NEWS RELEASE: An Open Letter to the Iron Range – by Mark Dayton (August 28, 2018)

Mark Dayton is the Governor of the State of Minnesota.

Dear Friends,

I am as frustrated as anyone, by all of the setbacks that have delayed completion of the former Essar Steel’s taconite plant in Nashwauk. When I became Governor in 2011, the project had already been plagued by several years of broken promises, missed deadlines, and lame excuses.

After another missed deadline, the Minnesota Department of Natural Resources (DNR) gave Essar the legally required notice that we intended to revoke the company’s mineral leases of state lands in Nashwauk. Instead, Essar filed for bankruptcy, which under federal law blocked our actions and transferred control of the project’s future to a Bankruptcy Court Judge in Delaware. We were enormously frustrated by this maneuver; but we had no choice, other than to abide by federal law.

After several months of legal filings, the judge asked for bids from anyone who wanted to buy ownership of the project, pay off existing creditors, finish building the plant, and begin to produce pellets. In June 2017, the Judge ruled that Chippewa Capital Partners, headed by an East Coast businessman named Thomas Clarke, had made the best offer. He was awarded ownership of Mesabi Metallics, which included Essar’s mineral leases with the DNR.

At first, the new owners and their plans to finish construction and begin production looked promising. Importantly, they paid Iron Range contractors $46 million that they were owed for their previous work. All of the required steps to retain the state mineral leases post-bankruptcy, including contracts to complete the site’s construction, $850 million debt and equity investment, and offtake agreements for the pellets, were represented by Mr. Clarke to have been completed by the June 30, 2018 deadline.

It was only afterward that we were told about an internal conflict between Mr. Clarke and his equity partner, a company named Nubai Global Investment in the country of Dubai. That dispute went to another federal court, where the Judge awarded control of Mesabi Metallics to the Nubai investors.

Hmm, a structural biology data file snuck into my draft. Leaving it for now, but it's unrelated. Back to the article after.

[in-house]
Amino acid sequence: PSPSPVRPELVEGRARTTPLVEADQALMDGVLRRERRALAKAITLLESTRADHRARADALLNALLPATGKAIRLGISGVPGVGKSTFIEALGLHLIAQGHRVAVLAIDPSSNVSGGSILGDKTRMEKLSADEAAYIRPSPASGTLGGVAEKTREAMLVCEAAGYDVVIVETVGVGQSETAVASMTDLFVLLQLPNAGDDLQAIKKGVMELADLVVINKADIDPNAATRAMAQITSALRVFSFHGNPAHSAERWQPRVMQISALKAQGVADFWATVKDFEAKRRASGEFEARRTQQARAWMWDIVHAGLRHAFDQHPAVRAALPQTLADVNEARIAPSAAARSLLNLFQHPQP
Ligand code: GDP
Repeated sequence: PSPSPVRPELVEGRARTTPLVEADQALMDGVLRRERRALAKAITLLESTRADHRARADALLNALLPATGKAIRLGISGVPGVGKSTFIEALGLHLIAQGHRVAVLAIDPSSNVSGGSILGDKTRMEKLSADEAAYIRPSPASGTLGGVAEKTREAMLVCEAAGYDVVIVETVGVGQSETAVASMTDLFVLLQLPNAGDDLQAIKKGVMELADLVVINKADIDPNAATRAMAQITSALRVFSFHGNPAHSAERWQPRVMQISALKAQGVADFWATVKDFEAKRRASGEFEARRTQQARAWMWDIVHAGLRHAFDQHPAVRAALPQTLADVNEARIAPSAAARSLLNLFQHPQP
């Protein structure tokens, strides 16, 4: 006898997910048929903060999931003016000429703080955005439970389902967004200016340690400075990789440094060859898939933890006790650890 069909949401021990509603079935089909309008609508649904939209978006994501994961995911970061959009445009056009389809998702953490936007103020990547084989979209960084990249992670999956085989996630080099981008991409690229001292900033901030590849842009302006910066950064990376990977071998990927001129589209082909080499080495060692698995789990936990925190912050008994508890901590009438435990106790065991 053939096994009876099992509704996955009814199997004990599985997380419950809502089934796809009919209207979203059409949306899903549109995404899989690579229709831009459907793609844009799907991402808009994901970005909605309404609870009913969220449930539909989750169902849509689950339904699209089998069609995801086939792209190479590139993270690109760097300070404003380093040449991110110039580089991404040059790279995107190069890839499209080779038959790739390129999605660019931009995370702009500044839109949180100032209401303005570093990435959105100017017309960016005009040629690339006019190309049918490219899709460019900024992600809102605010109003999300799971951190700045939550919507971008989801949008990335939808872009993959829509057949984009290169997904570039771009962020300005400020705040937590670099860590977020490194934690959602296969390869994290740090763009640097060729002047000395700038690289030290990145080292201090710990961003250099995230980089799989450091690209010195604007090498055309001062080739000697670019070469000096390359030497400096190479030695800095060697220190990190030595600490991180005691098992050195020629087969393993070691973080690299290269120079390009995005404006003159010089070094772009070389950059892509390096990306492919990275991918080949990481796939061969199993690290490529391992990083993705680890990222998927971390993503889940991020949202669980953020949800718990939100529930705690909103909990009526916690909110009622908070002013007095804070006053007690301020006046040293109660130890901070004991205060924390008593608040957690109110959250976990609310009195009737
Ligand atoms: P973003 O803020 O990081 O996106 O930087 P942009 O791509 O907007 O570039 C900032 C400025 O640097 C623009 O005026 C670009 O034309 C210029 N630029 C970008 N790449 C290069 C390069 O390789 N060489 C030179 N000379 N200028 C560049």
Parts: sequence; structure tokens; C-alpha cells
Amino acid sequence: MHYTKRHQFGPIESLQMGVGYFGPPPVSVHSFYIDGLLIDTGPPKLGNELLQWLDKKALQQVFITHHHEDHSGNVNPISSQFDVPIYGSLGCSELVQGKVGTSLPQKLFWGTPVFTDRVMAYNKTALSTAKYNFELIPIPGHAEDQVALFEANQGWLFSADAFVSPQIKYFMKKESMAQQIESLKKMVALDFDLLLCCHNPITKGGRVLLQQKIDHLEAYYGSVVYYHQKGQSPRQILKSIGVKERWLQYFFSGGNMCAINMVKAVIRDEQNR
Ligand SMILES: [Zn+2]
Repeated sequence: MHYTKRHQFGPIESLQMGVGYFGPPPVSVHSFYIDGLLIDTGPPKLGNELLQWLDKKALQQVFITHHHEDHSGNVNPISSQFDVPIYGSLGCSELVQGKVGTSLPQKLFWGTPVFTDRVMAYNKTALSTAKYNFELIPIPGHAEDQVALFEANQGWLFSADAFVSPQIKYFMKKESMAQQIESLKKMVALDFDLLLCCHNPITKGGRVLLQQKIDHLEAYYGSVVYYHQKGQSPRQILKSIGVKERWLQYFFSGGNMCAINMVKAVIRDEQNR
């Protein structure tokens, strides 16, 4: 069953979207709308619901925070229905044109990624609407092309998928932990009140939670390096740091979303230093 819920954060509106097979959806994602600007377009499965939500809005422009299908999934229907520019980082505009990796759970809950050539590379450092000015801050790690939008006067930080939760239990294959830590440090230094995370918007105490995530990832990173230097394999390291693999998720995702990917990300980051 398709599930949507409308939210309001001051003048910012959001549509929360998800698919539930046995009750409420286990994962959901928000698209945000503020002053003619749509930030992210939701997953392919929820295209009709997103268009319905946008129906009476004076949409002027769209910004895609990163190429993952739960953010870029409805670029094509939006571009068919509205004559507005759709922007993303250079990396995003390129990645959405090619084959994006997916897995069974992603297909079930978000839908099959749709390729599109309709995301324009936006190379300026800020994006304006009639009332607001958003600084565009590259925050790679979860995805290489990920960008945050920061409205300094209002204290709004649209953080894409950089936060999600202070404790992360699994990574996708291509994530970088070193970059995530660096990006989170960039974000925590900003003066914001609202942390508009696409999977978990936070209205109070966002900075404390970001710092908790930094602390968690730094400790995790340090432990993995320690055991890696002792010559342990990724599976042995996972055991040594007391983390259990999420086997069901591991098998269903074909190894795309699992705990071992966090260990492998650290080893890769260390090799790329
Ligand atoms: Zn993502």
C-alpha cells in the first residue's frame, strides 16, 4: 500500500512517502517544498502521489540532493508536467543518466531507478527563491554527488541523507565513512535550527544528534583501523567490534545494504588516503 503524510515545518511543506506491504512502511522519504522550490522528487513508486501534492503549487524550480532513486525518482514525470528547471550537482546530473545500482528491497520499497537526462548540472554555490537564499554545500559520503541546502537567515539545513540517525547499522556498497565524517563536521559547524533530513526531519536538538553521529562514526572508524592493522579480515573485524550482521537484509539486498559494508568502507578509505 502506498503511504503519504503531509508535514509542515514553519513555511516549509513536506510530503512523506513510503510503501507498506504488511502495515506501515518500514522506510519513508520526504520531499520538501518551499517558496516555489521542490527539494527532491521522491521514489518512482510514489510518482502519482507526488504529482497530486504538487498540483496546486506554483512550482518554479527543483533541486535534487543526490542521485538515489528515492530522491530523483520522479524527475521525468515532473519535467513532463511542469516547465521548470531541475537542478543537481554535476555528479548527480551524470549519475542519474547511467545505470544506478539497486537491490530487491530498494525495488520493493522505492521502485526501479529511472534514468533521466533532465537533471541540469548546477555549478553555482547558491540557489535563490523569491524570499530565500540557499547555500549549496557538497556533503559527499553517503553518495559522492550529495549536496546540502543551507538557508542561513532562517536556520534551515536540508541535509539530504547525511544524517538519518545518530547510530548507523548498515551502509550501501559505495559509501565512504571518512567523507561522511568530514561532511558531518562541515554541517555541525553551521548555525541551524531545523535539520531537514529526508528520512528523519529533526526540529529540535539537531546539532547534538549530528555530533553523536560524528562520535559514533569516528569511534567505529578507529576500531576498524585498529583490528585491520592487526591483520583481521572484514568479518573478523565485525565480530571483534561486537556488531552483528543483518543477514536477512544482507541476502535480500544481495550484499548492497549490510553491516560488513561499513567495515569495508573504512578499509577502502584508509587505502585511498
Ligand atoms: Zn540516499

I met on August 16 with Mr. Gary Heasley, designated by Nubai as Mesabi Metallics’ Chief Executive Officer. He expressed his intent to resume construction and begin producing taconite pellets as soon as possible. He also confirmed his strong commitment to completing the required value-added iron ore component at the site.

Like you, I have heard all of this before: from Essar, from a previous group of investors (SPL), and from Mr. Clarke. I hope this time it will be different. However, I fully realize that everyone, myself included, has been burned so many times that we are cautious about new promises. Only restarting construction will provide the proof we are all looking for.

I understand some people’s desire to pull the state’s mineral leases from this project and transfer them to Cleveland Cliffs. Unfortunately, such a switch would not be nearly as simple as some are saying. Cliffs had the chance to take ownership of the project, including the state’s mineral leases, in the bankruptcy proceedings. However, the federal judge ruled in favor of Chippewa Capital Partners’ bid, and transferred the ownership to them.

The Bankruptcy Judge made that decision, not the State of Minnesota. We own land with iron ore deposits that have been leased to the owners of this project; however, we do not own the project, the facilities, or any part of the company that does.

It is unfair to blame “The DNR” for these problems. If you need someone to blame, blame me. I have been closely involved with the DNR Commissioner and his staff at every step of this tortured path. We have also communicated frequently with Range legislators and with Itasca County leadership. Neither the DNR nor I have been trying to tell anyone on the Range what to do. Rather, we have done our very best to work in partnership to complete this project and begin producing pellets and jobs.

And that is what we will continue to do.

Sincerely,

Governor Mark Dayton

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